According to Miami-Dade County police, Ernest Holdman tried to burglarize a home at Northwest 112th Street and 18th Avenue. Neighbors said Holdman, 31, climbed onto the roof of a trailer and tried stealing the homeowner’s yard tools.
Dennis Law, the 49-year-old homeowner, then shot Holdman, police say. He was dead when police arrived.
“He’s a good guy, you know,” said Lynn Eason, Holdman’s sister. “He never really hurt nobody or went out of his way to be mean or nasty to anybody. Maybe he did get caught in the wrong situation, but I think it could have been handled differently, better than that.”
“He wasn’t armed. I mean, lawn equipment?” said Melissa Jones, a friend of Holdman. “It doesn’t make no sense to kill somebody for a weedwacker that cost $110. C’mon. That’s somebody life.”
We, members of a society, made a choice to live under certain set of rules. The finer points of the rules may vary, but one of them is “You Shall Not perpetrate Malum In Se against your fellow humans.” When you choose to violate that simple rule, you open yourself to possible consequences that might no be of your liking. And yes, sometimes people make the wrong decisions, pay for them and hopefully they learn from their mistakes and live a productive and peaceful life. But if you choose to repeat the same conduct that got you in trouble in the past and you paid for it, then you are opening yourself to more of the same consequences or even worse as in this particular case.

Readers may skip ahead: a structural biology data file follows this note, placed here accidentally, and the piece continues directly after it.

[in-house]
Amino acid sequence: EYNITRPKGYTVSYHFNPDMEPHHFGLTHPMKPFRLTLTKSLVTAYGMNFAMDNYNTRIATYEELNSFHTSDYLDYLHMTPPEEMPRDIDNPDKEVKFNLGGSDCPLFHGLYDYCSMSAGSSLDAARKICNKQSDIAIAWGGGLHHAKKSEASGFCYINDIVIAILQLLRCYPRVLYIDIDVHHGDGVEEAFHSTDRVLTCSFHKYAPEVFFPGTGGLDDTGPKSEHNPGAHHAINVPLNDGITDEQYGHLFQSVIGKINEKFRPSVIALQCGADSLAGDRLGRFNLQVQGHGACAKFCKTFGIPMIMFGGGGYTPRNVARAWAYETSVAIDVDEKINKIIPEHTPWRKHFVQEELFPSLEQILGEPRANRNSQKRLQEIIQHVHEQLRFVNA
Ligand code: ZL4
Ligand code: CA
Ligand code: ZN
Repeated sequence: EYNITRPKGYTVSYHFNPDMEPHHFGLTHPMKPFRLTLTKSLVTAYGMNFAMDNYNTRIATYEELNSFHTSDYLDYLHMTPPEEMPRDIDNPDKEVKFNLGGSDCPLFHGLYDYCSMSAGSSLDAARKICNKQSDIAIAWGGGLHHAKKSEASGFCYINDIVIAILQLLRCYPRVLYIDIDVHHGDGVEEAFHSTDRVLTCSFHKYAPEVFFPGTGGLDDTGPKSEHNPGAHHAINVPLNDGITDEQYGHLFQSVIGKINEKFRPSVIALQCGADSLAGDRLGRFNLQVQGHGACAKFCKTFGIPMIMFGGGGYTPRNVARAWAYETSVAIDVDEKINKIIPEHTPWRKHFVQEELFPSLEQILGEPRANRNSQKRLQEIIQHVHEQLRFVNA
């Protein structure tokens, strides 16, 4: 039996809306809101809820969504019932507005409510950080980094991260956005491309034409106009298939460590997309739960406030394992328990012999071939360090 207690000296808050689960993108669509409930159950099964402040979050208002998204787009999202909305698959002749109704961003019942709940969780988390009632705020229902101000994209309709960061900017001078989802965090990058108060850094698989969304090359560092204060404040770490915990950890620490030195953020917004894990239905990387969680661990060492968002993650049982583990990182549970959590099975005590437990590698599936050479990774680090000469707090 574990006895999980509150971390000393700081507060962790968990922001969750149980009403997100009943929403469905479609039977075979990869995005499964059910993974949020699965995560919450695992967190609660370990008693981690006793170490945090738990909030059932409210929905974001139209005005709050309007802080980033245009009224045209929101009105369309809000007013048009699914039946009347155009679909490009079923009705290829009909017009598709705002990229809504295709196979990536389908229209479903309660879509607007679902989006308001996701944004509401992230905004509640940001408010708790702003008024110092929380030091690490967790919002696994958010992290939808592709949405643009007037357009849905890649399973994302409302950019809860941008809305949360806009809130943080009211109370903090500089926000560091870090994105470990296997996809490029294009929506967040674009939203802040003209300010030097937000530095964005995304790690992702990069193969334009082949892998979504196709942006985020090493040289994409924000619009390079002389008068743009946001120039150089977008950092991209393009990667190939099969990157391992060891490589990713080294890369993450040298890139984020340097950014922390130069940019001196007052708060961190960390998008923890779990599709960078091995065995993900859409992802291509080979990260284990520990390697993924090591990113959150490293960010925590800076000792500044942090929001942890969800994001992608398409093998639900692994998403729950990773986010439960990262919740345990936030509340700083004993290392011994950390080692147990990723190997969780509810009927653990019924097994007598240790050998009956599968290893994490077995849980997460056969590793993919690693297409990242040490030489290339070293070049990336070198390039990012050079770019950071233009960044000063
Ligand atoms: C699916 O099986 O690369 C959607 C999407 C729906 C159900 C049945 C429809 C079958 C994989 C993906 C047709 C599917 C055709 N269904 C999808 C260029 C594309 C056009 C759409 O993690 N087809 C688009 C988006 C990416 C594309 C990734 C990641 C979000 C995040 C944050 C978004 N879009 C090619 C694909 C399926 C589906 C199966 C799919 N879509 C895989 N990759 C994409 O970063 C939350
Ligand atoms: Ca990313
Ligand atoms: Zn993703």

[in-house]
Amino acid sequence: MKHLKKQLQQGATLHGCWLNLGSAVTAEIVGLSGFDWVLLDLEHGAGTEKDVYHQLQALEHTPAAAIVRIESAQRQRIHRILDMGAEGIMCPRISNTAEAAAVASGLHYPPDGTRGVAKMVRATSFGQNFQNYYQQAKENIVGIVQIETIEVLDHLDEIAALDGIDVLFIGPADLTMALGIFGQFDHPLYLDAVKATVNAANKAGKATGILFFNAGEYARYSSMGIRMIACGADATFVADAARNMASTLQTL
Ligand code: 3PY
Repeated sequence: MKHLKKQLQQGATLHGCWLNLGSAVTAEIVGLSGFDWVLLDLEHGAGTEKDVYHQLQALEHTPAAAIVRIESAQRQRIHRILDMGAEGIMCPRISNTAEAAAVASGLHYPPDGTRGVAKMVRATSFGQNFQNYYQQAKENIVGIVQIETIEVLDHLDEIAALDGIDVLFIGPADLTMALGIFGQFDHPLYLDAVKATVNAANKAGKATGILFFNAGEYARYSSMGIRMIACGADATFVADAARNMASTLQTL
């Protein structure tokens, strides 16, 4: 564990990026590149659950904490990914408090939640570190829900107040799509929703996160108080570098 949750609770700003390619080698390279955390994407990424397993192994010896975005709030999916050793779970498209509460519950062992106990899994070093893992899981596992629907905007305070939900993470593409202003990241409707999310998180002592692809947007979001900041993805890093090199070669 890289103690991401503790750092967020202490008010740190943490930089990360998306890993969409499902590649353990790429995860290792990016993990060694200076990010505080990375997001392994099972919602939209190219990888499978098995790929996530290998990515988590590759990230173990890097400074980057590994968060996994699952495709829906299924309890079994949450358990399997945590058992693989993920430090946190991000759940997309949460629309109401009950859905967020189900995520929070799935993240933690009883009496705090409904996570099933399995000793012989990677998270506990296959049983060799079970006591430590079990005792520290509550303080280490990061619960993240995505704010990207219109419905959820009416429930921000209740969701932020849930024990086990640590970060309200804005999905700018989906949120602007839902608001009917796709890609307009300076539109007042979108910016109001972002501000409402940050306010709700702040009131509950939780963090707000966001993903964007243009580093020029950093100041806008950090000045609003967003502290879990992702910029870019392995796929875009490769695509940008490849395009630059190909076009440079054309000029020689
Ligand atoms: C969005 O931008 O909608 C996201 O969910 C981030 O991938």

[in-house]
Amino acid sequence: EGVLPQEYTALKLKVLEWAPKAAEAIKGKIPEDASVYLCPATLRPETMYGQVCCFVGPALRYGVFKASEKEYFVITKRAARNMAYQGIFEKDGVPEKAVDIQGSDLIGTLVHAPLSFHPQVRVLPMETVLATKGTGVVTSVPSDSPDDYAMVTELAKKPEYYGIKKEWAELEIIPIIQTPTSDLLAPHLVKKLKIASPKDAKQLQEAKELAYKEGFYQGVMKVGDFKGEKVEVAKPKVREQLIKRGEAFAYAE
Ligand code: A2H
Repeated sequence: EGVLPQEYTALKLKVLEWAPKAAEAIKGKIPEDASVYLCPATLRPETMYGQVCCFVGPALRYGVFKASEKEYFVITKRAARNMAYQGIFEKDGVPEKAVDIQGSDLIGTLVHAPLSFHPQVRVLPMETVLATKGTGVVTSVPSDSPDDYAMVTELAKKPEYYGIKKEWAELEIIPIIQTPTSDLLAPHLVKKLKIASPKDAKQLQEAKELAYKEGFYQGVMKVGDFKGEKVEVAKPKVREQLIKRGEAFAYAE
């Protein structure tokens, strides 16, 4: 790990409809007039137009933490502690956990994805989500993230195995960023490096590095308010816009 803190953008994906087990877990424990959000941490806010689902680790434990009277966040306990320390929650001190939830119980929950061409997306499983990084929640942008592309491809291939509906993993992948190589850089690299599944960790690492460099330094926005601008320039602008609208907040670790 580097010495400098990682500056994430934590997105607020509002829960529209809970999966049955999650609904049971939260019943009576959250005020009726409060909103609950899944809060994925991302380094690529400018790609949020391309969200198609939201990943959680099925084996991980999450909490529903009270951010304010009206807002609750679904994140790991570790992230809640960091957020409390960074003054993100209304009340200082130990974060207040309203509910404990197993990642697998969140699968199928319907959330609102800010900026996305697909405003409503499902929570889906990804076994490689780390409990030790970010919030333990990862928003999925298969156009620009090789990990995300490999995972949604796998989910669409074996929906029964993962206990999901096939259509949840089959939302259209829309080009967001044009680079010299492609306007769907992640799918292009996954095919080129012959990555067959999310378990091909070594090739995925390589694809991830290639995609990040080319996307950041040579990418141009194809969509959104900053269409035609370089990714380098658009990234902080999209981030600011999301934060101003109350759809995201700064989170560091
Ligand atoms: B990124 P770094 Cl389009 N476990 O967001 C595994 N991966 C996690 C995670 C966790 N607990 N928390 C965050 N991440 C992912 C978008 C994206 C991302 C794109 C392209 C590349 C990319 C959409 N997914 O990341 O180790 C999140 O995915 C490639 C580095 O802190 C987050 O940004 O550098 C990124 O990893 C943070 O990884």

“It doesn’t make no sense to kill somebody for a weedwacker that cost $110. C’mon. That’s somebody life.”
He did not get killed for a weedwacker. He got killed because he violated the sanctity of a neighbor’s household, violated the safety of the neighbor and decided that the property was his for the taking dismissing the hard work that the neighbor put to acquire that property. Basically he made a series of purposeful choices that ended his life and there is nobody else to blame but Mr. Holdman himself.
And yes, Mr. Holdman might be going through a rough time in his life and needed the money, but so are many people in out country and they made the conscious decision of not going the criminal way and to hold on to whatever figment of dignity and morality they had left rather than trying to victimize somebody else. I did a quick check and found no less than 10 churches in Mr. Holdman’s neighborhood and there was one from his domicile to where he ended up dying. At any of these churches he could have found, if not God, at least a helping hand, a friendly ear or even a meal and a chance for hope.
He chose poorly.